Of all the birds I’ve owned, finches remain among my favorite. I affectionately call them “the happiest little creatures on Earth.” Finches are simply the peppiest, most joyful birds out there – and it’s impossible to be unhappy watching them as they chirp and flutter about. Another benefit? Finches are fairly easy to care for. Read on and you’ll see what I mean!
There are literally dozens of different finch breeds and varieties within each breed. Finches are incredibly diverse in terms of appearance, so if you’re looking for a brightly colored finch, the Gouldian Finch or the Strawberry Finch (yes, they look like little strawberries!) are probably more your speed, whereas fans of more muted colors will enjoy the Spice Finch or the Society Finch.
Finches are small – just a few inches from head to tail. Their lifespan is also relatively short (for a bird), as most have a life expectancy of 6 to 10 years. Their diet is simple, consisting of seeds, fruits, nuts and vegetables. And they don’t require an expensive cage, though their cage should be on the larger end of the small cage spectrum (i.e. a small flight cage) in order to provide plenty of room for the birds to flutter and fly.
Finches are social birds and they must be kept with at least one other finch. Various finch breeds can be housed together, but finches cannot be caged with other birds due to their unique dietary requirements and potential for injury when placed with other types of birds.
Finches are essentially ornamental songbirds. They do not relish direct human contact and handling like other birds such as the parakeet. But nevertheless, finches enjoy passive human companionship and many will sing and flirt when their favorite humans are near.
Finches are capable of some very delightful vocalizations and unlike most other pet birds, finches are not prone to unpleasant squacking and screeching. Each breed of finch has a slightly different “song” and some breeds – like the Spice Finch – tend to be quieter, while the Zebra Finch or the Society Finch tend to be more vocal.
In terms of daily care, finches require little by way of a daily time commitment. Finches require fresh water and fresh food (seeds and fresh foods like fruits) daily. The perches and grate on the bottom of the cage must be wiped down to remove droppings and the cage liner must be changed. Some finch owners also provide a small, shallow dish to serve as a bird bath of sorts – a treat for finches of all kinds. In all, it takes about five minutes per day and about $15 per month to provide quality care for 2 or more finches.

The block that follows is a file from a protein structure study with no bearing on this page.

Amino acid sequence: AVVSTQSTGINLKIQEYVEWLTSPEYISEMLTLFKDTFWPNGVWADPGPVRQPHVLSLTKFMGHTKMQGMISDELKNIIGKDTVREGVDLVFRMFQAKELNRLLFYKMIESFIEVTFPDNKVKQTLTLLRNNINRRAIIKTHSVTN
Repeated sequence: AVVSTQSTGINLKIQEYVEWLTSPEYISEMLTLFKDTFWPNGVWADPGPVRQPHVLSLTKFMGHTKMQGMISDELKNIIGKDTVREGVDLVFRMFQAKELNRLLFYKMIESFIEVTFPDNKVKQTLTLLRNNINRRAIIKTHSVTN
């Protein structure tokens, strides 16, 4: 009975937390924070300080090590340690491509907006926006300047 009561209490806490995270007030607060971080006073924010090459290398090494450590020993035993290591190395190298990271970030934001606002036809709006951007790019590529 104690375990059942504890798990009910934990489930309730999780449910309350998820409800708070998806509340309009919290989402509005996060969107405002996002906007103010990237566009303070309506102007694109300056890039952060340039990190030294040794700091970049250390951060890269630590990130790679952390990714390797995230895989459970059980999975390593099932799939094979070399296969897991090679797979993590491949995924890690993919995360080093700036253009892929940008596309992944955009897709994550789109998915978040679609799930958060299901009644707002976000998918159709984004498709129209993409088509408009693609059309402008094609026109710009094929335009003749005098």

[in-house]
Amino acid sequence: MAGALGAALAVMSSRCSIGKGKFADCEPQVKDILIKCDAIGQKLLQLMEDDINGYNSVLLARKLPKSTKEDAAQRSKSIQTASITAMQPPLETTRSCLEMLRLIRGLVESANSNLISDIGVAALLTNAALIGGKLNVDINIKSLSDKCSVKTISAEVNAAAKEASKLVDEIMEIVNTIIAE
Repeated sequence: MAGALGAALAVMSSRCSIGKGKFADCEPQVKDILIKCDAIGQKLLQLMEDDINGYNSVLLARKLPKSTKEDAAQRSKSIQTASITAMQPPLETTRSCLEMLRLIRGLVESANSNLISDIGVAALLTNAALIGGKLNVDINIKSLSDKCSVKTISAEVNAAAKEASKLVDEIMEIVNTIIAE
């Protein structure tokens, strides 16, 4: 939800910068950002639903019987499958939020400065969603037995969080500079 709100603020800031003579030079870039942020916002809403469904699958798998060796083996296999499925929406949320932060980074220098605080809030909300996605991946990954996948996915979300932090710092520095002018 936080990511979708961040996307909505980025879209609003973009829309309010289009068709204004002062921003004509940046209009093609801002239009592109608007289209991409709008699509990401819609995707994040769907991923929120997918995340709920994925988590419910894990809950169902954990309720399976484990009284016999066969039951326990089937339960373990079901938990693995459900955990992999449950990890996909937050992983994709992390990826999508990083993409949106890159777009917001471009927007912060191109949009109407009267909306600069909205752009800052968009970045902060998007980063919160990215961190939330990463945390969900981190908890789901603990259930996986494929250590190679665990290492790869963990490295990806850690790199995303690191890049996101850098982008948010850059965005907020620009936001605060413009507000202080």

While finches can be purchased from many pet stores, the healthiest and best-bred finches are purchased from professional finch breeders. A major benefit of purchasing a finch from a breeder is the ability to adopt a young finch.
Adult finches who have not been in close contact with humans – like the finches found at most pet stores – are frightened of humans, and they will panic if you get too close of if you place your hand inside the cage. But a young bird is naturally unafraid of humans and by regularly placing your hand inside the cage and allowing the birds to become familiar with your presence, the birds will remain comfortable with humans.
A fearful bird can be difficult or impossible to handle for nail clippings and he will be more difficult to catch if he escapes from his cage. A fearful bird will also be more difficult to treat the event of an injury or illness.
Finches vary dramatically in terms of cost. A Society Finch may cost $15 or less, while a colorful Gouldian Finch can cost well over $200. And remember, a lone finch is an unhappy finch, so you’ll need to adopt at least two finches if you decide that this is the bird for you.
Considering a finch? You may also enjoy learning about canaries, another popular songbird.